Published: 24-04-2024 11:44 | Updated: 25-04-2024 15:56

Cloud based personal health record with AI - is it safe?

Niklas Lidströmer GPOC
Niklas Lidströmer GPOC Photo: N/A

Cloud-based personal health records are on the rise globally. This article series introduces the concept of a GPOC of PHRs, consisting of five parts, with the current article focusing on systematic review and meta-analysis. It scrutinizes technical, computer scientific, and security-based prerequisites, analyzing twelve factors including data security, efficiency, cost, integrity, cryptography, and access.

World map with faces
World map with faces for GPOC Photo: N/A

The study reveals a lack of prior publication on patient co-ownership of health data or PHRs, and an absence of a global standard in this area. Moreover, it underscores the importance of patient co-ownership of health data. It presents a patient centric global PHR with co-ownership, facilitating patient insight, access, and active participation in healthcare. Additionally, the series suggests that patient co-ownership of health data could represent a new human rights entity. Technical and cryptological conditions are thoroughly examined, with a meta-analysis that highlights the potential of a globally distributed, homomorphically encrypted, and blockchain-protected PHR where patients are co-owners. 

Since 2010, Dr Niklas Lidströmer has been driving the vision of a cloud-based, blockchain-protected, encrypted, patient co-owned personal health record (PHR) platform. Initially known as GlobeDoc. For the past five years it has been known as the Global Patient co-Owned Cloud (GPOC). This initiative holds significant promise for the development and dissemination of artificial intelligence in medical science and healthcare. Dr Lidströmer is in the Herlenius Research group at CMM, Karolinska Institutet.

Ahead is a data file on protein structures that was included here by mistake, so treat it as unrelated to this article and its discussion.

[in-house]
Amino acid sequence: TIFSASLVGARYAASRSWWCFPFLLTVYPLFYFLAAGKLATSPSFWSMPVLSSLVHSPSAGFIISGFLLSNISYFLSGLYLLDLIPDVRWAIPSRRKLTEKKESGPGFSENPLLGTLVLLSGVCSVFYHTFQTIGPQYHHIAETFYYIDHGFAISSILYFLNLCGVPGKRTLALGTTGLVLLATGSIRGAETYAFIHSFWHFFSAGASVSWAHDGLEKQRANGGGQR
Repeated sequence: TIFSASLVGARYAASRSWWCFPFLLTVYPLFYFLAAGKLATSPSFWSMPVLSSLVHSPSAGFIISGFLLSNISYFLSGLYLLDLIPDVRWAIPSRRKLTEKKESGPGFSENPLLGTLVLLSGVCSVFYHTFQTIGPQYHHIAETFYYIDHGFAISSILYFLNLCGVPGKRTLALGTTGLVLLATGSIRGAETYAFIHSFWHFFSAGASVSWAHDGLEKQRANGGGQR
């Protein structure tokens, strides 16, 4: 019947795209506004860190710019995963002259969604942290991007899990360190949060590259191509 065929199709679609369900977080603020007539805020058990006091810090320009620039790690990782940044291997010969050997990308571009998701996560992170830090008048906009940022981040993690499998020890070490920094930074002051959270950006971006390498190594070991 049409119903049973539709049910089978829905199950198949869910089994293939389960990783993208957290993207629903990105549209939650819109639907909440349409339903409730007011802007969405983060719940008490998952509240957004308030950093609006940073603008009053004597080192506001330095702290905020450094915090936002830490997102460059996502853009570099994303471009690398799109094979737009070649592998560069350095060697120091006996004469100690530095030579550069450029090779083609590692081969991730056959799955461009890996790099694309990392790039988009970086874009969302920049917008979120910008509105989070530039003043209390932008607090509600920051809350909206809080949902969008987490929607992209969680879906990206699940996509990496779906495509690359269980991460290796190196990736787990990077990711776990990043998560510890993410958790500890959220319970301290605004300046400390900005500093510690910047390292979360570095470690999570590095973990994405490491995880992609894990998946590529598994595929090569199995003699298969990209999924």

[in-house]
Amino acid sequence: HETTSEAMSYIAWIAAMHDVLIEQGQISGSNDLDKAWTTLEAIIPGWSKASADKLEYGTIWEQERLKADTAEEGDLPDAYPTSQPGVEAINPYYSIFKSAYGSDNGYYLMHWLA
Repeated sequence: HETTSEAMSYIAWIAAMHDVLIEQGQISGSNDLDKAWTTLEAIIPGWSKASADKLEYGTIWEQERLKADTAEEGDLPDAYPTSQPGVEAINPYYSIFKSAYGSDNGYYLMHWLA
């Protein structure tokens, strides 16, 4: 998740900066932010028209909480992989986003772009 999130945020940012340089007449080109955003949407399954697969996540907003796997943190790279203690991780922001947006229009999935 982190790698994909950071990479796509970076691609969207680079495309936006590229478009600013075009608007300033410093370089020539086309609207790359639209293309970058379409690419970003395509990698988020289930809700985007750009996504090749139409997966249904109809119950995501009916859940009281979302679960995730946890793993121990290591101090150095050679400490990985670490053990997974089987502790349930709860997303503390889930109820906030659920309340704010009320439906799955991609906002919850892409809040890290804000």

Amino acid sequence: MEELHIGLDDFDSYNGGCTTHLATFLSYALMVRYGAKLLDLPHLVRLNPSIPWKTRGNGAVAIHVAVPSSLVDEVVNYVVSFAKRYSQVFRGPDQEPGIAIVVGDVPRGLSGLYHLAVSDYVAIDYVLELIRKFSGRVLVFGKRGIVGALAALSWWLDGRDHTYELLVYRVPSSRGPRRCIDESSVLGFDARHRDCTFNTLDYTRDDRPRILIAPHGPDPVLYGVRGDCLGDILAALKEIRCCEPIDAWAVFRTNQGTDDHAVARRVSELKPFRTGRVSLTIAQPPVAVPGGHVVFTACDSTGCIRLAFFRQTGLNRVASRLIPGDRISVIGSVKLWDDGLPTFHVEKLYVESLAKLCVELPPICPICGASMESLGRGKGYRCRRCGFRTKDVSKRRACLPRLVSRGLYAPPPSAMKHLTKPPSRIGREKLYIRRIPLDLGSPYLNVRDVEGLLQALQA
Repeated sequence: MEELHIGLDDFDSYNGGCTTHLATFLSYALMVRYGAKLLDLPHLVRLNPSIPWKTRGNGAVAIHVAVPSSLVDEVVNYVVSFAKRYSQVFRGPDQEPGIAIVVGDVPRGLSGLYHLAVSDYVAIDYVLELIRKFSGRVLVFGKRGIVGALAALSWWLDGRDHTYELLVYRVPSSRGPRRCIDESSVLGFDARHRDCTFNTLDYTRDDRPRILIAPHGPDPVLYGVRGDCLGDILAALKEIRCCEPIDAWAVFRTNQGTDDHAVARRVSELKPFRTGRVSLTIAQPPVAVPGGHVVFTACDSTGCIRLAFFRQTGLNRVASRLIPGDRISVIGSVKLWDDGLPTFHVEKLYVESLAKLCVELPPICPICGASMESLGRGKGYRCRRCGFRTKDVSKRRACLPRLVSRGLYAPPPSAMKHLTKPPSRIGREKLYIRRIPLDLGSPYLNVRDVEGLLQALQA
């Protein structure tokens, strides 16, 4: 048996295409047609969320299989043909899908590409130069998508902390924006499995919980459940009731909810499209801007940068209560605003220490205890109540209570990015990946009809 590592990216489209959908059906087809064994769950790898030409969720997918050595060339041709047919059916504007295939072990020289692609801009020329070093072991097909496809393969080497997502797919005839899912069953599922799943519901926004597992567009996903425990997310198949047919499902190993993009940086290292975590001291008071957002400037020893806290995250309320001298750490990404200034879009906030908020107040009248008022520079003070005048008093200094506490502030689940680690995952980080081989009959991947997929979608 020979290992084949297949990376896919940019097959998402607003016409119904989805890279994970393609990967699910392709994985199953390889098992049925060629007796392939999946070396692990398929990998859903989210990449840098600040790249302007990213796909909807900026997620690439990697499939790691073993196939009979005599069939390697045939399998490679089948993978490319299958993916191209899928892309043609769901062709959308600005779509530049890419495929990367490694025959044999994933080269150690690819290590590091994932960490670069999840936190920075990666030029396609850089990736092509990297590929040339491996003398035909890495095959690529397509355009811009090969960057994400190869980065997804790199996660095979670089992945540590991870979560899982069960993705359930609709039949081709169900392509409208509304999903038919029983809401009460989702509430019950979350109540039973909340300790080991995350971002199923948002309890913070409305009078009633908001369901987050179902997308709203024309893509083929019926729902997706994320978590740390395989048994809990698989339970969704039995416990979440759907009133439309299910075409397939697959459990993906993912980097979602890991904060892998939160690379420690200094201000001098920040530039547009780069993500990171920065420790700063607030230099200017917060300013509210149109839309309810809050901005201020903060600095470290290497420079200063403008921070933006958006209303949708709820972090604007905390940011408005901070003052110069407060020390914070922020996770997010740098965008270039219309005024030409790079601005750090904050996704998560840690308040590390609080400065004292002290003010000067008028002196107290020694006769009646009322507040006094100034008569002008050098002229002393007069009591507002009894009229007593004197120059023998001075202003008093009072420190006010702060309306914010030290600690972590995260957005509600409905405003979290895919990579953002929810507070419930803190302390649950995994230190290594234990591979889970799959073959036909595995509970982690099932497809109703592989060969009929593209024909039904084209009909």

The recently published article investigates the technical and security conditions for a GPOC, emphasizing its patient co-ownership, cloud-based nature, encryption, and blockchain protection.

Conducted at the Karolinska University Library, the study involved a comprehensive review of 16,000 articles, followed by a meta-analysis—the first of its kind in this domain. Comparisons were made on encryption, cost (gas), performance, effectiveness, blockchain, data transfer, and other vital parameters impacting network function, stability, and security.

The GPOC series comprises four additional forthcoming articles. It begins with a global GPOC Survey among all the world´s health ministries and major organizations, followed by a review of relevant ethics, policies, and regulations. Subsequently a Delphi Summit convened delegates worldwide to discuss the GPOC concept. Finally, a technical GPOC Sandbox is presented, built upon insights from the entire series and shared as open source for global experimentation, development, and realization of GPOC.



Niklas Lidströmer Affiliated to Research